US: No Sanctions Removal Until ZDF Soldiers Who Killed People On 1 Aug Are Tried
6 May 2019
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US Deputy Assistant Secretary of State for Africa Matthew Harrington

By Dorrothy Moyo| The US Deputy Assistant Secretary of State for Africa Matthew Harrington, has told the Centre for Strategic and International Studies (CSIS) in Washington, has said that ZANU PF President Emmerson Mnangagwa should repeal laws which suppress the media.

He also said there will not be a removal of sanctions until for instance the soldiers who shot and killed civilians on the 1st August 2018 are tried.

While saying there was some improvement in the 2018 elections, compared to previous years, he emphasised saying “any goodwill from the international community that might have been generated by an improved election process dissipated as a result of several problematic developments,” referring to the 1 August brutality.

He also spoke against the military brutality of January – February 2019.

He said, “in addition, in January and February (2019) the army launched a sustained crackdown on citizens in response to their protests over fuel price increases.”

“We welcome a better relationship with Zimbabwe, but the ball is very much in the Zimbabwean government’s court. If there’s real, concrete progress in the areas laid out in the ZDERA legislation, Zimbabwe will find a committed partner in the United States.”

Meanwhile, he was opposed by Emmerson Mnangagwa’s advisor, Ashok Chakravarti, who said the US sanctions have created a problem of negative perception against Zimbabwe.

He said, “Zdera does make a difference to trade and commercial flows, not legally. International markets don’t necessarily work purely on the laws in place. Perception is terribly important…

“Some years ago, we had 40 correspondent banks which dealt with Zimbabwe. It’s a fact that there are only about half a dozen banks that are willing to do business with Zimbabwe now because of the perceived risks. It has nothing to do with whether there’s a specific law in place.”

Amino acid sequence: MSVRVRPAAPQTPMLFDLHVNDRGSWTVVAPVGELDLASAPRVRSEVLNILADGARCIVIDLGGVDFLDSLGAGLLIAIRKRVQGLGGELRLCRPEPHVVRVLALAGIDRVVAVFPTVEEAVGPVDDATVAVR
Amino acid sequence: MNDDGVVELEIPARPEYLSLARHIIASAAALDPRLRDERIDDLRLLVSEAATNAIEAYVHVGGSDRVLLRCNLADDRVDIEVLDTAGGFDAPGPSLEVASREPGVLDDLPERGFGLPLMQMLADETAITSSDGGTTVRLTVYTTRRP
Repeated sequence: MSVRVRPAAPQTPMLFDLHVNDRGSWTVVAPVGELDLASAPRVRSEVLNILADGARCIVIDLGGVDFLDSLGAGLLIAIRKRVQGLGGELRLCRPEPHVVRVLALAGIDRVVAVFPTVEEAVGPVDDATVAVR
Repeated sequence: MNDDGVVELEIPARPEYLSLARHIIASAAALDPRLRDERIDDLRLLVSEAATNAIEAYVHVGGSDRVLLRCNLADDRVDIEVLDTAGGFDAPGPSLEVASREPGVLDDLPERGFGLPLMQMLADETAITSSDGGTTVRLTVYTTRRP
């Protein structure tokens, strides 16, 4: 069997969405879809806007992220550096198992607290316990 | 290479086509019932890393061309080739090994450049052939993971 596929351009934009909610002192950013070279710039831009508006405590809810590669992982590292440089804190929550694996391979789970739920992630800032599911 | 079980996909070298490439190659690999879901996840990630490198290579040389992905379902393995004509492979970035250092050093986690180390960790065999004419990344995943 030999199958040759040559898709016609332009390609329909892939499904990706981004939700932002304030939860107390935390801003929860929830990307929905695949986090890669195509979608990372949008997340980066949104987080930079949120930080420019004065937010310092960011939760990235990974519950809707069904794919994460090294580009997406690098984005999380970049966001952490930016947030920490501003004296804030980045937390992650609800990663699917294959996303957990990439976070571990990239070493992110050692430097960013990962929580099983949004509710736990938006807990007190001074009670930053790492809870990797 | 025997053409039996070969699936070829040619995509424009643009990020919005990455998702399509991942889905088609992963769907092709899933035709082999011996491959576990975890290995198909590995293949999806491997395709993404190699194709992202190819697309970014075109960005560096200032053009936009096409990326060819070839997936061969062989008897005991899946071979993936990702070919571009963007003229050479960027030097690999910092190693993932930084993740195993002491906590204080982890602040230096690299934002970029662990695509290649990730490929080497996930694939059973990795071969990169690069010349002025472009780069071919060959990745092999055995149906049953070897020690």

Chakravarti added saying his child who is studying in the US’s fee payments were blocked because the money was detected as coming from Zimbabwe.

Responding to him however, Harrington said Zimbabwean politicians were not genuine.

Harrington said “the government are saying some of the right things but it is falling short when it comes to concrete actions. There are some steps the government could take to demonstrate it is serious about improving rule of law and respect for human rights in Zimbabwe.

“It could repeal POSA (Public Order and Security Act) and AIPPA (Access to Information and Protection of Privacy Act), two laws long emblematic of a repressive regime. It could stop using the army to harass and intimidate citizens who exercise their fundamental right to free speech, and it could hold accountable those members of the security services who have abused their fellow citizens,” he firmed up.

He added: “Those simple actions would send a strong signal to Zimbabweans and the international community that Zimbabwe is on a very different path and genuinely committed to embracing democratic institutions and values, and to becoming a more responsible member of the international community. And not one of those steps, I would point out, requires outside assistance. The government could take any one of them today. The fact that it has chosen not to do so raises questions about the genuineness of its commitment to put the country on a much different trajectory.”